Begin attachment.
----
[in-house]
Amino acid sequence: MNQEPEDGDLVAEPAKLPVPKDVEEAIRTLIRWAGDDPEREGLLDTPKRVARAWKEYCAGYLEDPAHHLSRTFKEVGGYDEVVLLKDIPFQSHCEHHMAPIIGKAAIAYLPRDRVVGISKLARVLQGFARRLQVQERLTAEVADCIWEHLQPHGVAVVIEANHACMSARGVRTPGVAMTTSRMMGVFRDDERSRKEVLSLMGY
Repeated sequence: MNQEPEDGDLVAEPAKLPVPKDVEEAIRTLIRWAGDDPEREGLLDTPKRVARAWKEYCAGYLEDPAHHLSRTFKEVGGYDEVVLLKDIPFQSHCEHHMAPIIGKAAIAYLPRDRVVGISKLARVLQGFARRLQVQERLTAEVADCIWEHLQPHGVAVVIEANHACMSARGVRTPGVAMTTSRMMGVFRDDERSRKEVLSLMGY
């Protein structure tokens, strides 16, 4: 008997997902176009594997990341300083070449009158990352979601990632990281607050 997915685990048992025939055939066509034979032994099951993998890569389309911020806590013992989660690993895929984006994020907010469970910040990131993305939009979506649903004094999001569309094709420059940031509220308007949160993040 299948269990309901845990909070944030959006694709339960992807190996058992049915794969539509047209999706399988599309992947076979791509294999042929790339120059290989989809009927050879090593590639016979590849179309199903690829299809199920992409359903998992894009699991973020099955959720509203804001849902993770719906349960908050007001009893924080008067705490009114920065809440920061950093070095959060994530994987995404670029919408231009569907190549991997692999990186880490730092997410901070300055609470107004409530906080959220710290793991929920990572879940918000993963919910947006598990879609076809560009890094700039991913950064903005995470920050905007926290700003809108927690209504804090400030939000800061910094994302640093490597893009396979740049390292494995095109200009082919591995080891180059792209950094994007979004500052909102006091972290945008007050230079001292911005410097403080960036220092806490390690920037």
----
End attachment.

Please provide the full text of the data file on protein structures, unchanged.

[in-house]
Amino acid sequence: MNQEPEDGDLVAEPAKLPVPKDVEEAIRTLIRWAGDDPEREGLLDTPKRVARAWKEYCAGYLEDPAHHLSRTFKEVGGYDEVVLLKDIPFQSHCEHHMAPIIGKAAIAYLPRDRVVGISKLARVLQGFARRLQVQERLTAEVADCIWEHLQPHGVAVVIEANHACMSARGVRTPGVAMTTSRMMGVFRDDERSRKEVLSLMGY
Repeated sequence: MNQEPEDGDLVAEPAKLPVPKDVEEAIRTLIRWAGDDPEREGLLDTPKRVARAWKEYCAGYLEDPAHHLSRTFKEVGGYDEVVLLKDIPFQSHCEHHMAPIIGKAAIAYLPRDRVVGISKLARVLQGFARRLQVQERLTAEVADCIWEHLQPHGVAVVIEANHACMSARGVRTPGVAMTTSRMMGVFRDDERSRKEVLSLMGY
């Protein structure tokens, strides 16, 4: 008997997902176009594997990341300083070449009158990352979601990632990281607050 997915685990048992025939055939066509034979032994099951993998890569389309911020806590013992989660690993895929984006994020907010469970910040990131993305939009979506649903004094999001569309094709420059940031509220308007949160993040 299948269990309901845990909070944030959006694709339960992807190996058992049915794969539509047209999706399988599309992947076979791509294999042929790339120059290989989809009927050879090593590639016979590849179309199903690829299809199920992409359903998992894009699991973020099955959720509203804001849902993770719906349960908050007001009893924080008067705490009114920065809440920061950093070095959060994530994987995404670029919408231009569907190549991997692999990186880490730092997410901070300055609470107004409530906080959220710290793991929920990572879940918000993963919910947006598990879609076809560009890094700039991913950064903005995470920050905007926290700003809108927690209504804090400030939000800061910094994302640093490597893009396979740049390292494995095109200009082919591995080891180059792209950094994007979004500052909102006091972290945008007050230079001292911005410097403080960036220092806490390690920037």